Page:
Since I was already in the New York-metro area, I stayed an extra week to meet with chapters, starting with Eastern Long Island (ELI). In addition to making the film 'Into the Sea' that makes the connection between how people care for their lawns and the health of local waterways, the ELi Chapter has been busy plannign the installation of high-profile OFG demo gardens in Amagansett Square and the Village Green, both within the town of East Hampton. Amagansett Square is a small, rustic, up-scale shopping center centered by a large lawn well used by the public. Surfrider's Water Quality Manager, Mara Dias (who lives nearby and is active with the chapter), helped coordinate the project (pictured at left) and connecting with a local design company, Marders. The Square's owners are also now going organic at the Square! With that done, the chapter's sites have shifted to the Village Green project, which will absorb road runoff from the Village's main roads.
Both projects and the emerging ELI OFG program caught the interest of a non-profits focused on organic lawn care, called Project Perfect Earth (PPE). Mara set up a meeting with the Project's staff and founder, and well-known landscape designer Edwina von Gal, to brainstorm about ways to collaborate. Seeing that we have much in common - from landscape principles to interest in consumer education and training of professionals - the PPE wants to talk further about collaboration.
My next stop was the Jersey Shore, speaking at the monthly meeting of the Jersey Shore Chapter, which attracted OFG volunteers from the South Jersey Chapter. Prior to the meeting, I got a tour of the City of Asbury Park's downtown, seeing a rain garden at the bus depot that the chapter helped contribute to (at left). After the meeting, a few attendees expressed interest in volunteering their homes for an OFG workday, and they got connected with the Jersey Shore OFG leaders. The OFG program has created an OFG as a residence and led several rain barrel-building workshops with Rutgers University Extension Program.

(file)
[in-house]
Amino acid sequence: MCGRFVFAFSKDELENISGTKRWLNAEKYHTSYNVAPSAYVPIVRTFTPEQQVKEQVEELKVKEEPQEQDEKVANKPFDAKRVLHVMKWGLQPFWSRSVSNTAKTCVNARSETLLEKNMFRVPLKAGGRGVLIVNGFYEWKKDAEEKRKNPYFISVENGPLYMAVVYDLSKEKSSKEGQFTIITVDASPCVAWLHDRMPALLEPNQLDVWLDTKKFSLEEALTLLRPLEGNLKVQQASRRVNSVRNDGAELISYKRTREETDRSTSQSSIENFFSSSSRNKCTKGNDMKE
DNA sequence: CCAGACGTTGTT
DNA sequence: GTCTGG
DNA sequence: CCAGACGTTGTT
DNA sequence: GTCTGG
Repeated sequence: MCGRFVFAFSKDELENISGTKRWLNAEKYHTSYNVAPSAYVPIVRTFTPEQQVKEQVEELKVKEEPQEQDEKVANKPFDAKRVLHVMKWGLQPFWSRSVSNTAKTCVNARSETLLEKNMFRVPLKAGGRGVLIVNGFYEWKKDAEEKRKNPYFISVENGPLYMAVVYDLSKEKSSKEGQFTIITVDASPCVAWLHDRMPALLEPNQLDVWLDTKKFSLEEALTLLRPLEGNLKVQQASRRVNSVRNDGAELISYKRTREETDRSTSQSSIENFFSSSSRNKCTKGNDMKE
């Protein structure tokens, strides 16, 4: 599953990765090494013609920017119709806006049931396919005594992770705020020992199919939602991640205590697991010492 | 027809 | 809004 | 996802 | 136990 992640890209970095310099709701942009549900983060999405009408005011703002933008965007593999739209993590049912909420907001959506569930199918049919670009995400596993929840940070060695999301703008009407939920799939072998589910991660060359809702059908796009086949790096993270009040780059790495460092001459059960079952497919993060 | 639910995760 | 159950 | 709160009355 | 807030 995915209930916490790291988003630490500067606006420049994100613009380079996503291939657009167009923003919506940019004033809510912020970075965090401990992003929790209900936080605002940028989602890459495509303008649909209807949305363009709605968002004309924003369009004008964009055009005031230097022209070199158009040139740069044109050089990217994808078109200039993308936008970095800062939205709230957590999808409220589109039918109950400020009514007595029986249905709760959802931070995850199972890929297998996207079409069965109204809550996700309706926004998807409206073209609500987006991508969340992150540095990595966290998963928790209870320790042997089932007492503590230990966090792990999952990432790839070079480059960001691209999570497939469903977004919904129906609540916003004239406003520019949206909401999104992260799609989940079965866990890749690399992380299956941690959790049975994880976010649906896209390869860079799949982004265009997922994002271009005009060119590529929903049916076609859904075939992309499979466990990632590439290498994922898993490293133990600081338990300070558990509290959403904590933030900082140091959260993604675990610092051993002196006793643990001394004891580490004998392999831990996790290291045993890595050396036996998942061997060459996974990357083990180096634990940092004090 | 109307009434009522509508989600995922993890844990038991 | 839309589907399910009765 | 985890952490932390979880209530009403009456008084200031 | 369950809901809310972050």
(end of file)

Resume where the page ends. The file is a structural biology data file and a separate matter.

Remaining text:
New York City was my last stop - to see the OFG created by the Surfrider-NYC Chapter. I was met by OFG Coordinator, Jason Camhi (far right), who showed me their retrofit of a parkway, not far from the East River. Jason has done a great job in leading the management of the parkway as well as creating a great OFG webapge. He is curious about doing street curb cuts just up the street - and we learned Matt Gove, Surfrider Mid-Atlantic Policy Manager, recently had a curb cut installed out front of his Brooklyn apartment (click here for more info). Plus he has another project in mind for which he is seeking funding.
In addition to these chapters' efforts, there are OFG programs run by chapters in Virgina Beach, Wilmington/North Carolina. Charleston/South Carolina, and on down into Florida. This is a smart, collaborative, hands-on network. It is something I reflected on when Mara and I fit in some time to get a kayaking tour of one of the many lakes and bay, led by ELI volunteer and naturalist, Mike Bottini. Ever the innovators, I asked Mike about whether people had considered composting toilets as a way to prevent the challenges with leaking septic systems. Mike has a composting toilet! I later learned from a colleague that there is bottom-up movement (haha!) for composting toilets in the Cape Cod area. Why poop in water?